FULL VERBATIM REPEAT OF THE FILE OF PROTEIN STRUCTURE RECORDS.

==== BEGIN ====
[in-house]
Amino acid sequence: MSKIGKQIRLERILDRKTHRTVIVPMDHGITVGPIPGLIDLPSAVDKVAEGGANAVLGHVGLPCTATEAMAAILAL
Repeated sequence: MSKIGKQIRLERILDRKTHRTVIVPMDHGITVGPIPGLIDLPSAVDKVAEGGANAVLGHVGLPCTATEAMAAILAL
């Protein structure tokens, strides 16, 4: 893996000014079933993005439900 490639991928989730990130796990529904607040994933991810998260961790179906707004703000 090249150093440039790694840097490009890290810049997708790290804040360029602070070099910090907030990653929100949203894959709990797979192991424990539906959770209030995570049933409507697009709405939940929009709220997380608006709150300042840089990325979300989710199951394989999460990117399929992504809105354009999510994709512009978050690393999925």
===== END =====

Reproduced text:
[in-house]
Amino acid sequence: MSKIGKQIRLERILDRKTHRTVIVPMDHGITVGPIPGLIDLPSAVDKVAEGGANAVLGHVGLPCTATEAMAAILAL
Repeated sequence: MSKIGKQIRLERILDRKTHRTVIVPMDHGITVGPIPGLIDLPSAVDKVAEGGANAVLGHVGLPCTATEAMAAILAL
């Protein structure tokens, strides 16, 4: 893996000014079933993005439900 490639991928989730990130796990529904607040994933991810998260961790179906707004703000 090249150093440039790694840097490009890290810049997708790290804040360029602070070099910090907030990653929100949203894959709990797979192991424990539906959770209030995570049933409507697009709405939940929009709220997380608006709150300042840089990325979300989710199951394989999460990117399929992504809105354009999510994709512009978050690393999925």